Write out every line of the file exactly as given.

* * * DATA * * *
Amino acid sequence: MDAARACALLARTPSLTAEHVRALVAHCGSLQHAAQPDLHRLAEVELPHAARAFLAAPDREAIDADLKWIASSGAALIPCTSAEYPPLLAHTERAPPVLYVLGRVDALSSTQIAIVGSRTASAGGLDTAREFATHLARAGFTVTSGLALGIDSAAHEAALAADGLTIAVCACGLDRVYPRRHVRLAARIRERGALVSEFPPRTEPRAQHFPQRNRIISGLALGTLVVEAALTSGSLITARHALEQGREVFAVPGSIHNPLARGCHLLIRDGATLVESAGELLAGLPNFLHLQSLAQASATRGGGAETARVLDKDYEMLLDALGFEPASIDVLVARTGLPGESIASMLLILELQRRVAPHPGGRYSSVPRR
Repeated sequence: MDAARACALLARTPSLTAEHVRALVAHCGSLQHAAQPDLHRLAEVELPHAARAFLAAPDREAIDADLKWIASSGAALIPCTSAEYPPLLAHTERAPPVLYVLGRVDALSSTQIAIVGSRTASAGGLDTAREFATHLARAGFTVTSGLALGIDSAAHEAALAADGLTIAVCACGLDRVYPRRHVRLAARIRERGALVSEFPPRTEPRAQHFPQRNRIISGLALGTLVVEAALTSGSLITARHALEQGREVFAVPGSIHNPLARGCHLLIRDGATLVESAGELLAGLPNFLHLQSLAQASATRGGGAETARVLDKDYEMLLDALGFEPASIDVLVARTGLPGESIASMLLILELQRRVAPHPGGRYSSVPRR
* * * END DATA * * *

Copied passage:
Amino acid sequence: MDAARACALLARTPSLTAEHVRALVAHCGSLQHAAQPDLHRLAEVELPHAARAFLAAPDREAIDADLKWIASSGAALIPCTSAEYPPLLAHTERAPPVLYVLGRVDALSSTQIAIVGSRTASAGGLDTAREFATHLARAGFTVTSGLALGIDSAAHEAALAADGLTIAVCACGLDRVYPRRHVRLAARIRERGALVSEFPPRTEPRAQHFPQRNRIISGLALGTLVVEAALTSGSLITARHALEQGREVFAVPGSIHNPLARGCHLLIRDGATLVESAGELLAGLPNFLHLQSLAQASATRGGGAETARVLDKDYEMLLDALGFEPASIDVLVARTGLPGESIASMLLILELQRRVAPHPGGRYSSVPRR
Repeated sequence: MDAARACALLARTPSLTAEHVRALVAHCGSLQHAAQPDLHRLAEVELPHAARAFLAAPDREAIDADLKWIASSGAALIPCTSAEYPPLLAHTERAPPVLYVLGRVDALSSTQIAIVGSRTASAGGLDTAREFATHLARAGFTVTSGLALGIDSAAHEAALAADGLTIAVCACGLDRVYPRRHVRLAARIRERGALVSEFPPRTEPRAQHFPQRNRIISGLALGTLVVEAALTSGSLITARHALEQGREVFAVPGSIHNPLARGCHLLIRDGATLVESAGELLAGLPNFLHLQSLAQASATRGGGAETARVLDKDYEMLLDALGFEPASIDVLVARTGLPGESIASMLLILELQRRVAPHPGGRYSSVPRR